A constructed OBDD may become too large to be stored on memory, though it would be in practice much better in size than the list representation of all solutions and in the worst case equal to it except for constant factor. We present a simple technique to resolve this problem. Let be the number of variables. We introduce a threshold of an OBDD size, where . Insert the following procedure after an BDD is extended and backtracking is performed. If the size of an OBDD is larger than or equal to , then the current OBDD is dumped to a file in a secondary storage, and all objects , , , and of formula-BDD caching mechanism are refreshed with initial states. Since formula-BDD caching is almost independent of the underlying non-blocking procedure, after refreshing, the procedure simply attempts to examine unprocessed assignments with formula-BDD caching empty.

4.3.5. Implementation

We implemented 2 programs on each non-blocking procedure and 2 programs on each blocking procedure according to which formula-BDD caching is selected, cutset or separator.

5. Experiments

5.1. Implementation And Environment.

All solvers are implemented in C on top of MiniSat-C v1.14.1 [19]. Clasp 3.1.2 was taken from Potassco project999Potassco, the Potsdam Answer Set Solving Collection, bundles tools for Answer Set Programming developed at the University of Potsdam,http://potassco.sourceforge.net/, accessed on 13rd Sept., 2015.. As far as we are aware, clasp [21], picosat [10], and relsat [6] are only SAT solvers which support the enumeration of all solutions. Among them, we used clasp for the comparison, because it achieved better performance than picosat, and relsat does not support quiet mode in solution generation and generated solutions may be too large to be stored.

All experiments were performed on 2.13GHz Xeon®E7- 2830 with 512GB RAM, running Red Hat Enterprise Linux 6.3 with gcc compiler version 4.4.7. In the execution of each AllSAT solver, time limit and memory limit were set to 600 seconds and 50GB, respectively. If either limit is exceeded, the solver is enforced to halt. All solvers simply touch found solutions and never output them.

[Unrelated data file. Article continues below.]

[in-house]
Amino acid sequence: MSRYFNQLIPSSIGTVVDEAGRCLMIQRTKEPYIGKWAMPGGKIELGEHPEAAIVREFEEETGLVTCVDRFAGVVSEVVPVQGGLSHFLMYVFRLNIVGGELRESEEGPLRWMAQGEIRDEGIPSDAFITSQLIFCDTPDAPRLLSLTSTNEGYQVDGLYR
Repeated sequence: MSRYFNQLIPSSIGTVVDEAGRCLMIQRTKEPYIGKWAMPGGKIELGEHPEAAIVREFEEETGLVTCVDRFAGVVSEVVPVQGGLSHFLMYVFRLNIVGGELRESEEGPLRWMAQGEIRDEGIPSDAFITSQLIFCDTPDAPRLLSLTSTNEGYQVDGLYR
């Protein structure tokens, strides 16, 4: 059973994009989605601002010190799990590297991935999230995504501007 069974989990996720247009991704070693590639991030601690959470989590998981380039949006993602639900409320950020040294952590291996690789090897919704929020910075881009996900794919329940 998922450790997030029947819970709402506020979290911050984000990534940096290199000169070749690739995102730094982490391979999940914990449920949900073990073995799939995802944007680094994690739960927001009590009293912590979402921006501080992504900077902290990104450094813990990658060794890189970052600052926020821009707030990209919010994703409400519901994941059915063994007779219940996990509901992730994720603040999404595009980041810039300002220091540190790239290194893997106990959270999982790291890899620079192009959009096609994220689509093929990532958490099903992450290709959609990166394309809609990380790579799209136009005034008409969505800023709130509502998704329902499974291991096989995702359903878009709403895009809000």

The types of compared solvers are a blocking solver, a non-blocking solver, a formula-BDD caching solver, and clasp. The first three types have some variations according to which techniques are used (see the end of each subsection in Section 4). Among solvers of the same type, we selected a solver with the most solved instances. The selected solvers, called representative solvers, are as follows.

  • Blocking_NoSimple_Cont: the blocking solver with simplification unselected and continuation selected.

  • NonBlocking_DLevel_BJ: the non-blocking solver with decision level first UIP scheme and non-chronological backtracking with level limit both selected.

  • BDD_Cut_NonBlocking_DLevel_BJ: the formula-BDD caching solver with cutset caching selected and it is implemented on top of NonBlocking_DLevel_BJ.

Throughout the section, if there is no fear of confusion, they are abbreviated as Blocking, NonBLocking, and BDD. Notation for solvers with other configurations is introduced in the same way.

It is known that variable orderings significantly affect the performance of BDD compilation. Hence, we used the software MINCE version 1.0 [2] to decide a static variable order before the execution of formula-BDD caching solvers. The execution of MINCE failed for some instances, and for that case, we used the original order. The time required for deciding a variable order is included. Although for some instances time limit exceeded in preprocessing, it was negligible for many instances.

5.2. Problem Instances.

We used total 2867 CNF instances (all satisfiable), which are classified as follows.

Among instances released in each repository, we selected all instances such that satisfiability could be decided in 600 seconds by either one of the SAT solvers clasp 3.1.2, glucose4, minisat 2.2, and minisat 1.3, and its result was satisfiable. For satlib and sc14, random instances are excluded.

5.3. Comparison of Running Time.